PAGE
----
Bioplastics in packaging continues to be a niche corner of the total plastics packaging market however various studies estimate that it is growing at a rapid pace. A report by Smithers Pira says that global bioplastics for packaging consumption is projected to reach 787,000 tons in 2015 with a market value of $2.4 billion, however that is expected to more than double to $5.9 billion by 2020.
Obviously the largest contributor to this growth is the increasing desire for sustainable packaging as food and beverage producers seek ways to reduce the amount of packaging used and to meet the goals for biodegradability and compostability. Other market drivers include the availability of new capacities to boost supply and the development of ‘drop-in’ bio-based solutions, said the Smithers Pira report.
Despite the advancements in bio-based technology and the increased demand, the report notes there are still drawbacks that stand in the way for the wider commercialization of bio-based polymers in many food and beverage applications. These include the high relative cost of bioplastics compared with petro-plastics, availability of raw materials, as well as issues of performance, quality/consistency and density, said Smithers Pira.
Performance issues have to do with the materials’ low melt temperatures which make shipping to hotter climates and during summer months a problem unless refrigerated trucks are used for transport. However, that increases the carbon footprint which many believe offsets any “green” benefits these bio-based materials might offer.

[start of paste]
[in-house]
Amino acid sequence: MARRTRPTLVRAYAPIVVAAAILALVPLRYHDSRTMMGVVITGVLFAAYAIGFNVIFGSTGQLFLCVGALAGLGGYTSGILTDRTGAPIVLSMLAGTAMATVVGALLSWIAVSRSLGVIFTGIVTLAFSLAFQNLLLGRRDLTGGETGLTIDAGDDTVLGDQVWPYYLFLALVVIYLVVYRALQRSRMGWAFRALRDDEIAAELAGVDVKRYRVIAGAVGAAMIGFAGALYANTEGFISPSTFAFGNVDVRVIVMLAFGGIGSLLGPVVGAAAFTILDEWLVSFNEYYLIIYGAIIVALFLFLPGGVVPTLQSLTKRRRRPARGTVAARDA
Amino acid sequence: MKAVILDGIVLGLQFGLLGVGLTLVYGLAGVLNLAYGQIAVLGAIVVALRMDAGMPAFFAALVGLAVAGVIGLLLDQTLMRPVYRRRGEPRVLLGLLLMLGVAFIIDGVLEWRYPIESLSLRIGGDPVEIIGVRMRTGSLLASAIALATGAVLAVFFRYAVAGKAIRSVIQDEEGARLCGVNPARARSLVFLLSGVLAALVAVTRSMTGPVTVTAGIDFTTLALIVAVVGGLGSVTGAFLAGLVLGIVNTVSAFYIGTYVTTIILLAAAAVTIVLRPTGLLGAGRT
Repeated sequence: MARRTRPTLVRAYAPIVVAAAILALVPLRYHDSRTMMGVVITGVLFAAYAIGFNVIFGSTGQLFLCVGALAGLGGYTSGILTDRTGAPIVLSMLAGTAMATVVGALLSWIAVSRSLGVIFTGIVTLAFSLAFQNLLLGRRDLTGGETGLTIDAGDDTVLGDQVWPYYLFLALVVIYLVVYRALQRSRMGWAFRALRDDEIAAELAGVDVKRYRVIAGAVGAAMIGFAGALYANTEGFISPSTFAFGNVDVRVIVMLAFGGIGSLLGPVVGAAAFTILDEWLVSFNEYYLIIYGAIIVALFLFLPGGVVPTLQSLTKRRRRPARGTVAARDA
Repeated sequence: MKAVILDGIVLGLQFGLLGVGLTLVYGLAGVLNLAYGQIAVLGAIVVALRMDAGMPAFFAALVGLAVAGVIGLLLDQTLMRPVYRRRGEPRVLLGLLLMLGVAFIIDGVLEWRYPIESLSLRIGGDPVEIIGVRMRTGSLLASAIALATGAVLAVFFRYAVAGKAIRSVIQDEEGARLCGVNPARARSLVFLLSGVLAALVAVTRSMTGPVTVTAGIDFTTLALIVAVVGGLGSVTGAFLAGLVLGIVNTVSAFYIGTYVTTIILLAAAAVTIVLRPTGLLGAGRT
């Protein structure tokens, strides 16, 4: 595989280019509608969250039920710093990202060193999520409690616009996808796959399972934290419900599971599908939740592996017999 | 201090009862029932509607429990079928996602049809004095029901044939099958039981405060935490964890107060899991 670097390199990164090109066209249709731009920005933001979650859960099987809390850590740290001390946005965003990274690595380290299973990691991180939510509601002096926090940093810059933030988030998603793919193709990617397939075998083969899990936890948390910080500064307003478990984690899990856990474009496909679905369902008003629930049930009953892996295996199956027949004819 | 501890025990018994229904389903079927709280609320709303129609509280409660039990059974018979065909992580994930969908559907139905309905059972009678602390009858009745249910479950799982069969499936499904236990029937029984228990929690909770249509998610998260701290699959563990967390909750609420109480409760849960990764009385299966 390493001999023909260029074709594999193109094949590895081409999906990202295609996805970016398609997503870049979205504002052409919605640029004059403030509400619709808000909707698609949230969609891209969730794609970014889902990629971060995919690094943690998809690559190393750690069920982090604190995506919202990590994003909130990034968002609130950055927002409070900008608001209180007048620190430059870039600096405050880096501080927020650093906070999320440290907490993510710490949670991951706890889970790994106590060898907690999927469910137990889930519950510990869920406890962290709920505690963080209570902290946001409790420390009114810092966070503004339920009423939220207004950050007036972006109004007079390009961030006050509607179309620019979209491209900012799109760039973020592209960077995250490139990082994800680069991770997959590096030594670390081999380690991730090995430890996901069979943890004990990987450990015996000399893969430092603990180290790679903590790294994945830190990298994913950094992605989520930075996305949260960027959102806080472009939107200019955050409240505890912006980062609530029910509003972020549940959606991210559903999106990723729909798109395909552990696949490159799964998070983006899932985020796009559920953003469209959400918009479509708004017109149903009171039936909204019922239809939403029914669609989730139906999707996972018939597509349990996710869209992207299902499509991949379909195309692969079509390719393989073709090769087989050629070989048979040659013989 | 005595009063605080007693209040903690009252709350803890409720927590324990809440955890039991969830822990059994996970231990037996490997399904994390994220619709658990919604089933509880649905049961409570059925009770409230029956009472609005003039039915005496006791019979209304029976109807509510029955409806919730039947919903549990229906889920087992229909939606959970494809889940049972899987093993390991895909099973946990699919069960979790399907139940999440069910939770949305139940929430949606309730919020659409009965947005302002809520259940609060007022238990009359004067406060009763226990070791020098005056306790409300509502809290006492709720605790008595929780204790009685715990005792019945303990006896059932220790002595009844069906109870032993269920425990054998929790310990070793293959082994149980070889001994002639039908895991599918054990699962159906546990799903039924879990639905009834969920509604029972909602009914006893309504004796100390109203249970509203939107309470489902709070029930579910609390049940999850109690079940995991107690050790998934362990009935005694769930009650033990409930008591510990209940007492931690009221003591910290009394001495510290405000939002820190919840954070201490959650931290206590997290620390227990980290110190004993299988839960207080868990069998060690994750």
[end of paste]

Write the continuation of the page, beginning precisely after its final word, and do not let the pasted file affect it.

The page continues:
Ceresana, a market intelligence and consulting firm, estimates in a recent report that global demand is expected to increase by 18.9% in the future. “Global demand may be developing a decelerated growth rate when compared to previous years, but uninterrupted advancements in the development of the raw material base and property profiles lead to an ever broader range of possible applications,” said Ceresana’s report. “More and more often, the improved technical properties of bioplastics allow for a substitution of conventional plastics.”
New applications include bottles which are becoming more and more popular among beverage producers, such as Coca-Cola’s new PlantBottle, a PET bottle made with 30% renewable, sugarcane-based plants, and detergent makers. Also, products such as plastic cups, plates and dinnerware generally will be popular alternatives to traditional plastics due to the fact that the biodegradable products can be composted with the leftover food. It is expected that as capacity increases, material properties improve, and applications expand, bioplastics for packaging will become competitive with traditional petro-plastics.
Plastics Color creates environmentally sound solutions for colorants, resins, and additives and has introduced product lines that address your sustainability and biodegradability requirements. Get to know Plastics Color’s sustainable solutions such as our SoluPur (a range of sustainable product solutions incuding additives, compounds, color concentrates, liquid color, and masterbatches), and SoluPLAs.
SoluPLAs is a bioplastic polymer derived from renewable resources such as corn yet provides properties such as strength and clarity. SoluPLAs can meet a broad range of packaging applications developed to meet your color (which comes in solid or liquid form), opacity, or other requirements.
Visit our website for more information about how Plastics Color can help your company produce more sustainable products in packaging – www.plasticscolor.com.